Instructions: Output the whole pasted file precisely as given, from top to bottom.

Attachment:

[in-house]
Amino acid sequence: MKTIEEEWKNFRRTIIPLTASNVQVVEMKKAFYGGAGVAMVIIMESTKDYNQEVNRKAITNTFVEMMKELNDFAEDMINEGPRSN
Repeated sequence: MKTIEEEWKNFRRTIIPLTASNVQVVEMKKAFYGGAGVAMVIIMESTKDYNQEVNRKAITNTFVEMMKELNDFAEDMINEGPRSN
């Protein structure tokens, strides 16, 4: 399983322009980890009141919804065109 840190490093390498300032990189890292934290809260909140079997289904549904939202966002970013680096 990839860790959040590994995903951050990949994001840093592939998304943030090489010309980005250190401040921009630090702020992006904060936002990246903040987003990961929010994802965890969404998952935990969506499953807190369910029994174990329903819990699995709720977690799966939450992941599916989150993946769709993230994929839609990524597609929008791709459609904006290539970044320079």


[in-house]
Amino acid sequence: MKTIEEEWKNFRRTIIPLTASNVQVVEMKKAFYGGAGVAMVIIMESTKDYNQEVNRKAITNTFVEMMKELNDFAEDMINEGPRSN
Repeated sequence: MKTIEEEWKNFRRTIIPLTASNVQVVEMKKAFYGGAGVAMVIIMESTKDYNQEVNRKAITNTFVEMMKELNDFAEDMINEGPRSN
């Protein structure tokens, strides 16, 4: 399983322009980890009141919804065109 840190490093390498300032990189890292934290809260909140079997289904549904939202966002970013680096 990839860790959040590994995903951050990949994001840093592939998304943030090489010309980005250190401040921009630090702020992006904060936002990246903040987003990961929010994802965890969404998952935990969506499953807190369910029994174990329903819990699995709720977690799966939450992941599916989150993946769709993230994929839609990524597609929008791709459609904006290539970044320079």